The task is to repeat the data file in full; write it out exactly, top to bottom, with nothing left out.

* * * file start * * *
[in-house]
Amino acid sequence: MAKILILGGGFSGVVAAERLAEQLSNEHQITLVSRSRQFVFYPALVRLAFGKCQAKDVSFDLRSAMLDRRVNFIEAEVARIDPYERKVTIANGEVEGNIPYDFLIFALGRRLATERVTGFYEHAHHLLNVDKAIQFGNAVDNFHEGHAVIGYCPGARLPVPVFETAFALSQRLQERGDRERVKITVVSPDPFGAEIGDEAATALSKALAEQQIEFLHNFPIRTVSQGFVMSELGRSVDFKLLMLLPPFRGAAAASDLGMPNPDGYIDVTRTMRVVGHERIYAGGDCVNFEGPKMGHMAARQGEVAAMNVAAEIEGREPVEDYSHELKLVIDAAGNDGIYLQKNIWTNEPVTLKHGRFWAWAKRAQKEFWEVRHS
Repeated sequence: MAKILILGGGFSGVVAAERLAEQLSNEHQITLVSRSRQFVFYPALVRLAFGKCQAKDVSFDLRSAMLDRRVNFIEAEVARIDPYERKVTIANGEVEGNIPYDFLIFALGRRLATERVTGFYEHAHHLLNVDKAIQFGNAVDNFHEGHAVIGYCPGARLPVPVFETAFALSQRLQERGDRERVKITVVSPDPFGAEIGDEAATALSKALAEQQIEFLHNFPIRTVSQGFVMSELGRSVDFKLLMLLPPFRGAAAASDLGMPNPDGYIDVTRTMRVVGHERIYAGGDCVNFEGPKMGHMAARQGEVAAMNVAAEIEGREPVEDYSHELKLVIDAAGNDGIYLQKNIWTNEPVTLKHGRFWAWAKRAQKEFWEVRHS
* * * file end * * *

[in-house]
Amino acid sequence: MAKILILGGGFSGVVAAERLAEQLSNEHQITLVSRSRQFVFYPALVRLAFGKCQAKDVSFDLRSAMLDRRVNFIEAEVARIDPYERKVTIANGEVEGNIPYDFLIFALGRRLATERVTGFYEHAHHLLNVDKAIQFGNAVDNFHEGHAVIGYCPGARLPVPVFETAFALSQRLQERGDRERVKITVVSPDPFGAEIGDEAATALSKALAEQQIEFLHNFPIRTVSQGFVMSELGRSVDFKLLMLLPPFRGAAAASDLGMPNPDGYIDVTRTMRVVGHERIYAGGDCVNFEGPKMGHMAARQGEVAAMNVAAEIEGREPVEDYSHELKLVIDAAGNDGIYLQKNIWTNEPVTLKHGRFWAWAKRAQKEFWEVRHS
Repeated sequence: MAKILILGGGFSGVVAAERLAEQLSNEHQITLVSRSRQFVFYPALVRLAFGKCQAKDVSFDLRSAMLDRRVNFIEAEVARIDPYERKVTIANGEVEGNIPYDFLIFALGRRLATERVTGFYEHAHHLLNVDKAIQFGNAVDNFHEGHAVIGYCPGARLPVPVFETAFALSQRLQERGDRERVKITVVSPDPFGAEIGDEAATALSKALAEQQIEFLHNFPIRTVSQGFVMSELGRSVDFKLLMLLPPFRGAAAASDLGMPNPDGYIDVTRTMRVVGHERIYAGGDCVNFEGPKMGHMAARQGEVAAMNVAAEIEGREPVEDYSHELKLVIDAAGNDGIYLQKNIWTNEPVTLKHGRFWAWAKRAQKEFWEVRHS